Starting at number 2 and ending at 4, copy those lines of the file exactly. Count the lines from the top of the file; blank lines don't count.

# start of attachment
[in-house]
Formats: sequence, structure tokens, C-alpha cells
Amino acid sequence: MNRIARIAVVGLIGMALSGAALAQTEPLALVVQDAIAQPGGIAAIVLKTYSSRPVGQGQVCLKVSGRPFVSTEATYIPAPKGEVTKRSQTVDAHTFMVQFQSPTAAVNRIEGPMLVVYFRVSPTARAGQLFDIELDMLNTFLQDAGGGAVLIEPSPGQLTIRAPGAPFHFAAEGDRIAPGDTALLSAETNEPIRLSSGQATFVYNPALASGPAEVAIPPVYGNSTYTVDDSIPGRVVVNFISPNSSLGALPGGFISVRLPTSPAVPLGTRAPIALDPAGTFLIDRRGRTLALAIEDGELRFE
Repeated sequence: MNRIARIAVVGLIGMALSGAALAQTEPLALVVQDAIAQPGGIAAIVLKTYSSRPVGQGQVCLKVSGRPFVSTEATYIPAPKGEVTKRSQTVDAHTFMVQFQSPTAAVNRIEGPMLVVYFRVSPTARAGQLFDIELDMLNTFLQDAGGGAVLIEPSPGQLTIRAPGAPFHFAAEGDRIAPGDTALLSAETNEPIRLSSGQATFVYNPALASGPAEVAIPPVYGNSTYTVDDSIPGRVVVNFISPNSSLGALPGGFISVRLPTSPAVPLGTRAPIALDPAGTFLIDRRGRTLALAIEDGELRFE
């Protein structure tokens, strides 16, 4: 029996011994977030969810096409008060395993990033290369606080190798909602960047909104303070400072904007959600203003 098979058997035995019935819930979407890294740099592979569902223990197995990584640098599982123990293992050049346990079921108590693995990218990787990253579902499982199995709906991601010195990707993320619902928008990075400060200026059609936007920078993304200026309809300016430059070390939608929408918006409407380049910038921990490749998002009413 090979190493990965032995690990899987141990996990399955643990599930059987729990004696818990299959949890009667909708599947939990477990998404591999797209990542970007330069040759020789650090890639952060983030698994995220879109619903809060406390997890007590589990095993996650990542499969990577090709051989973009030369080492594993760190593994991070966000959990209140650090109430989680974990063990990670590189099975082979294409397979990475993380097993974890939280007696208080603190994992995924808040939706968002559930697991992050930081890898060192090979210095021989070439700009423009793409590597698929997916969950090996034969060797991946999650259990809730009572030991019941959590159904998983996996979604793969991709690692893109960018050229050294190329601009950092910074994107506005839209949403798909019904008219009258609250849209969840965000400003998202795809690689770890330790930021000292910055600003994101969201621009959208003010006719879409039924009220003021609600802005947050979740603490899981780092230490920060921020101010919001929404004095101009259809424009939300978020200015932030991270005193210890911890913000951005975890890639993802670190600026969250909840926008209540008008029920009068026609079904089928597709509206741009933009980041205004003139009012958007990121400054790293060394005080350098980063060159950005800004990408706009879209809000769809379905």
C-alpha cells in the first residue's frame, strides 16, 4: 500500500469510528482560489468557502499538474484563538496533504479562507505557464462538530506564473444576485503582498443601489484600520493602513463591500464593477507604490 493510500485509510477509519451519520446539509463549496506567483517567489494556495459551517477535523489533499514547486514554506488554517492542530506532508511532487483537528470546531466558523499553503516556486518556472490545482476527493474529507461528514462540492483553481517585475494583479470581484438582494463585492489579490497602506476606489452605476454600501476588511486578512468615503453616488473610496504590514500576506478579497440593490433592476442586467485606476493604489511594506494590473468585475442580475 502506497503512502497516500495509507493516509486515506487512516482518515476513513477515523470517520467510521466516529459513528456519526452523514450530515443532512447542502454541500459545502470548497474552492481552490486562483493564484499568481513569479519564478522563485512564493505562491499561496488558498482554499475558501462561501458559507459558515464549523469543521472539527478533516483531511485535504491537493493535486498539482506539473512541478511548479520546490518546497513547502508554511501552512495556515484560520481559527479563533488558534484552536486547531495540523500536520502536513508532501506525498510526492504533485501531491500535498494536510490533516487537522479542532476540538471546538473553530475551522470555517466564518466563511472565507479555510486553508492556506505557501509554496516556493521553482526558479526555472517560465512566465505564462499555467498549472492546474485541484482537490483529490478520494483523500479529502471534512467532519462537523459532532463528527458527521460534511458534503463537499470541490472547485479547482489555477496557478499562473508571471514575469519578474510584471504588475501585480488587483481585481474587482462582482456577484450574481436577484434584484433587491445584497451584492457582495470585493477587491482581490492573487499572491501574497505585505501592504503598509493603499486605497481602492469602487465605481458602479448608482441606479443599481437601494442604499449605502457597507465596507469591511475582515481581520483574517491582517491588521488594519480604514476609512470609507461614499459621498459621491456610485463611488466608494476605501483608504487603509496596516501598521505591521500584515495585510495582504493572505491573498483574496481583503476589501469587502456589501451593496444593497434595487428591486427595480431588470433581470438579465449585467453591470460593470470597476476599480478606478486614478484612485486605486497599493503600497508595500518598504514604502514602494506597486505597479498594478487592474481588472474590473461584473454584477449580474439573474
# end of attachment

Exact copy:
Formats: sequence, structure tokens, C-alpha cells
Amino acid sequence: MNRIARIAVVGLIGMALSGAALAQTEPLALVVQDAIAQPGGIAAIVLKTYSSRPVGQGQVCLKVSGRPFVSTEATYIPAPKGEVTKRSQTVDAHTFMVQFQSPTAAVNRIEGPMLVVYFRVSPTARAGQLFDIELDMLNTFLQDAGGGAVLIEPSPGQLTIRAPGAPFHFAAEGDRIAPGDTALLSAETNEPIRLSSGQATFVYNPALASGPAEVAIPPVYGNSTYTVDDSIPGRVVVNFISPNSSLGALPGGFISVRLPTSPAVPLGTRAPIALDPAGTFLIDRRGRTLALAIEDGELRFE
Repeated sequence: MNRIARIAVVGLIGMALSGAALAQTEPLALVVQDAIAQPGGIAAIVLKTYSSRPVGQGQVCLKVSGRPFVSTEATYIPAPKGEVTKRSQTVDAHTFMVQFQSPTAAVNRIEGPMLVVYFRVSPTARAGQLFDIELDMLNTFLQDAGGGAVLIEPSPGQLTIRAPGAPFHFAAEGDRIAPGDTALLSAETNEPIRLSSGQATFVYNPALASGPAEVAIPPVYGNSTYTVDDSIPGRVVVNFISPNSSLGALPGGFISVRLPTSPAVPLGTRAPIALDPAGTFLIDRRGRTLALAIEDGELRFE